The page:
From: EA Sports
For: Xbox 360
Genre: Simulation, Sports
ESRB Rating: N/A
Following a solid showing for several years running now, the newest of EA's annual NHL games brings with it a new mode that will engage the hardcore hockey gamers like never before - and make EA a bunch more money out of the less-than-expert users… more money than usual, anyway.
The essence of the yearly release is still business as usual; updated rosters, obviously, plus some new player animations, tweaked (for the better) graphics and simulated niceties, like sticks that actually break, just like real life, and just as aggravating in all the right ways.
But it's all polish on the established playability of a great hockey game series that asks you to pony up top-dollar for planned-obsolescence in your face, year after year.
On the upside, being mostly the same as last year's NHL game is not necessarily a bad thing. You're looking at a brand new year worth of quick or full season play, playoffs only, online head-to-head and virtual leagues and the seriously long playing Be a Pro career mode where you take a self-created guy from the juniors to the pros, which now includes the CHL, the junior Canadian Hockey League where many of the greats cut their teeth. And NHL 11 is surely the slickest, smoothest and sexiest hockey game going, bar none. Still, been there, done that (last year).
Now, as already seen in other EA Sports titles but genuinely new to NHL 11 is the Ultimate Team mode. This lavishly complex franchise simulator starts where you're dealt a random deck of hockey-flavored bubblegum cards out of which you build your ultimate team.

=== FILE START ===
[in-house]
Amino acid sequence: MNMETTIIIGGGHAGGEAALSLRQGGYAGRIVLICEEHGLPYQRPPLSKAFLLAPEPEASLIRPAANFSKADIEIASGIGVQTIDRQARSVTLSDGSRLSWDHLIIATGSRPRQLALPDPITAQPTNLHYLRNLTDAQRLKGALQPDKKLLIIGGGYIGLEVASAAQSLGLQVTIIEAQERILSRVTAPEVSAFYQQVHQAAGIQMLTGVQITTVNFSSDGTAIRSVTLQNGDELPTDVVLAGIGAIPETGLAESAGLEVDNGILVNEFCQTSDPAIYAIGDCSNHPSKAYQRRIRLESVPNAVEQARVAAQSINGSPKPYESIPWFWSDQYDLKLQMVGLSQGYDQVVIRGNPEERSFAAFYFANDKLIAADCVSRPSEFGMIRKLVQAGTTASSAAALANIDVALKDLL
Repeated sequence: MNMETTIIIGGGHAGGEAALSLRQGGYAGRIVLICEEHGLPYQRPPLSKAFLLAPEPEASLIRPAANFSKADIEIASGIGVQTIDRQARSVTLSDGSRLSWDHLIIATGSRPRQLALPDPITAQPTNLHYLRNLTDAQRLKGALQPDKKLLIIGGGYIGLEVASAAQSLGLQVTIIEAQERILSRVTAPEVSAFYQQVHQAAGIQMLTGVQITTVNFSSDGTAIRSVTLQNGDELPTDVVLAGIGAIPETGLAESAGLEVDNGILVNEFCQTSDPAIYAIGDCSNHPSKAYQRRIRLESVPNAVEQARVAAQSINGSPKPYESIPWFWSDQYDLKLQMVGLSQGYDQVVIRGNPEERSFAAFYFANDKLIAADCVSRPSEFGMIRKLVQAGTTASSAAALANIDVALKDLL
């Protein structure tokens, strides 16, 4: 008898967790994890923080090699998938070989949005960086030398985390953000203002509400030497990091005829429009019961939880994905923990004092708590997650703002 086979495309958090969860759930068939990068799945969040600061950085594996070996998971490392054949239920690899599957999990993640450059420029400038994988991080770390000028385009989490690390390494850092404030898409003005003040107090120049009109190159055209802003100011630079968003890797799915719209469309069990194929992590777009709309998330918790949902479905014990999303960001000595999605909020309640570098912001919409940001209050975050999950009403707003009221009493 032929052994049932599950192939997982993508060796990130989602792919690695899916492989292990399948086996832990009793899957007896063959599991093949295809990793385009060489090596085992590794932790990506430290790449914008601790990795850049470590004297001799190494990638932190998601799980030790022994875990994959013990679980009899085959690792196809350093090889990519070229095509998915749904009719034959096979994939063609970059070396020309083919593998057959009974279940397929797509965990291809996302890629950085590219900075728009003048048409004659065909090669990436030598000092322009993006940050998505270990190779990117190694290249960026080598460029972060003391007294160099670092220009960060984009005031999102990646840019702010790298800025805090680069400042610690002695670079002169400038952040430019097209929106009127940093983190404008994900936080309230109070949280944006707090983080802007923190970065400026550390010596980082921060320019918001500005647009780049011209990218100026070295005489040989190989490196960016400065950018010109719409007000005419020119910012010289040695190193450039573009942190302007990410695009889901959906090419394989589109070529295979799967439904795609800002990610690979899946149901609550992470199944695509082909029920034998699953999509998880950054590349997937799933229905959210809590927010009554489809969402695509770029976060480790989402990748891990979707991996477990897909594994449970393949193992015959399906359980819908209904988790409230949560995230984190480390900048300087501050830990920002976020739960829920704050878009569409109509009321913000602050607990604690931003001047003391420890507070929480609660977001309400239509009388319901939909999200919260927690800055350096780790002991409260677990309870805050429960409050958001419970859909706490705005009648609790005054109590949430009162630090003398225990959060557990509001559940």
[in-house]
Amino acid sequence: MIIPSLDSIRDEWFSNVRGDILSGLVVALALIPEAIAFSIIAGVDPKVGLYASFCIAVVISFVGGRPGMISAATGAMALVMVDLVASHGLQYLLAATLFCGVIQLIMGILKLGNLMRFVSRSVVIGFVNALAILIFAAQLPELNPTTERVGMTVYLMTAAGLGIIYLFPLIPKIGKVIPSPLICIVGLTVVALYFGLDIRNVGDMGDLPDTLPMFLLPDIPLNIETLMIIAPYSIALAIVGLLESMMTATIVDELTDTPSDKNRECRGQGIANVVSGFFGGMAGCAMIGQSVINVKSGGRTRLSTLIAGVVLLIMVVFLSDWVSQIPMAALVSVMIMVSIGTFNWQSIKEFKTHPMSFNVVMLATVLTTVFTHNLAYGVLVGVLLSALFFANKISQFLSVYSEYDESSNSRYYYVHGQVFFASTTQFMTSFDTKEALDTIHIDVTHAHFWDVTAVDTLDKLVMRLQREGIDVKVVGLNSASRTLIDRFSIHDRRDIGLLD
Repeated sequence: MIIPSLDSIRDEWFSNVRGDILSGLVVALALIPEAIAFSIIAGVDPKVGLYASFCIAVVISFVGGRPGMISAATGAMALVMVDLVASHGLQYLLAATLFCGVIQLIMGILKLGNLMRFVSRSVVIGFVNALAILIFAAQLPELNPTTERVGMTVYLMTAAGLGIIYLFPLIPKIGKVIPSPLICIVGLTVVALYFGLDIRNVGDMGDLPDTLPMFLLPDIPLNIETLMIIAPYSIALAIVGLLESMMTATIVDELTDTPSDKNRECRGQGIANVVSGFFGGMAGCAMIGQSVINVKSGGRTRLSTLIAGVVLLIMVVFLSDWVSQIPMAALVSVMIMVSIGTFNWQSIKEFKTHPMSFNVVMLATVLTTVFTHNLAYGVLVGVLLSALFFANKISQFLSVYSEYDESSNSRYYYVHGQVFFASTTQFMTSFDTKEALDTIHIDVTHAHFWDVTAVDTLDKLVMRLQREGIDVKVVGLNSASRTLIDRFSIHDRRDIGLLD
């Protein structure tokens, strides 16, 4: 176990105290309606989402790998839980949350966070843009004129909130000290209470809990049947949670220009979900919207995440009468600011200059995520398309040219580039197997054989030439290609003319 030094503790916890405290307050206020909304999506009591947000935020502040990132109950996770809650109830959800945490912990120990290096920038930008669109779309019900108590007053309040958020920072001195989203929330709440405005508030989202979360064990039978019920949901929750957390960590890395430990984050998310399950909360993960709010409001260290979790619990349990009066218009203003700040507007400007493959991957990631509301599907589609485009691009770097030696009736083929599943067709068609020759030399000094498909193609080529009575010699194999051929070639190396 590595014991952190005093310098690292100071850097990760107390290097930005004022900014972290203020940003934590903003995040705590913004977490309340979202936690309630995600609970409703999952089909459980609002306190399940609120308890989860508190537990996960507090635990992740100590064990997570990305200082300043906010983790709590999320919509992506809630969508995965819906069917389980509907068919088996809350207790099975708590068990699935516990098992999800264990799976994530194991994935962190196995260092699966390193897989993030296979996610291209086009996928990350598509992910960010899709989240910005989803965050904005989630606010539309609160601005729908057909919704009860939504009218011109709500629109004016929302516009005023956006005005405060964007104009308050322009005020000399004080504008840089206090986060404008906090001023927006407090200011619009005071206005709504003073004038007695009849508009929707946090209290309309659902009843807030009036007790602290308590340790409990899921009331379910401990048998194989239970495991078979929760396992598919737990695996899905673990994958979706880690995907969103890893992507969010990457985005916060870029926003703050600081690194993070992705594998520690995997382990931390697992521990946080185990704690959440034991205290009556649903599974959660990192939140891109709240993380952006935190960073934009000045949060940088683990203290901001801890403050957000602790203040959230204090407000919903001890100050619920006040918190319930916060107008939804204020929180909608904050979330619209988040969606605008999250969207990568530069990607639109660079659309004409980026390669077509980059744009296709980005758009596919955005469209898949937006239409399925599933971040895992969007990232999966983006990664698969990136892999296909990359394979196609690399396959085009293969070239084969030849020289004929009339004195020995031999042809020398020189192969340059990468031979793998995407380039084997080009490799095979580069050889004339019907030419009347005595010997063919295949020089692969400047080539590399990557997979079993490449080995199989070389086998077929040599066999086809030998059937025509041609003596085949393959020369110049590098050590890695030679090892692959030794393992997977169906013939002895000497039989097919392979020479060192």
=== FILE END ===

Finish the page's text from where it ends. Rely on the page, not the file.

Somewhat like a role-playing game mixed with a management sim, player cards each start with a modest skill set of things like skating strength, shot, defensive/offensive savvy and checking prowess, all tallied as a single score over max potential befitting the real player on the card. Thus, through playing and training, you earn more point cards and buff up each player with faster skating, harder shooting, accuracy etc., which you throw down on your chosen ones like manna. Or steroids. It's a ludicrously deep tinker-mode with graphs and charts suggesting ever-elusive intangibles like the "chemistry" of any given line, and throws in long-tail enhancements like contracts and the player security they bring.
The hardcore will likely enjoy Ultimate mode for all the National Hockey League intricacies made interactive and rewarding if you know what you're doing. Or, more coyly, if you want to look like you know what you're doing.
As it turns out, racking up the necessary points to earn more cards to get better players or more contracts to keep the good players you already have is really difficult. In fact, the complexity of it all basically makes it unplayable if you don't have the time, patience and know-how... unless you have a credit card handy.
You see, if you're fairly invested in one of these Ultimate seasons and you run out of points and you don't want to start again from scratch - and who would with all that time and effort invested? - EA has graciously allowed for you to drop some real cash and actually buy some cards rather than earn them. You can solve any problem if you can spare the coin. So it's not really a hockey game mode after all. It's a Daddy's Little Princess mode with EA gouging you for the ponies and glass slippers and tiaras and whatever else the Princess needs before she holds her breath and turns blue. Gee, thanks EA.
You can just skip the whole Ultimate thing, of course, in which case you're left with an admittedly awesome hockey game that is pretty much just like last year's awesome hockey game with nothing notably new about it beyond tweaks and spit-polish, which isn't notably awesome at all.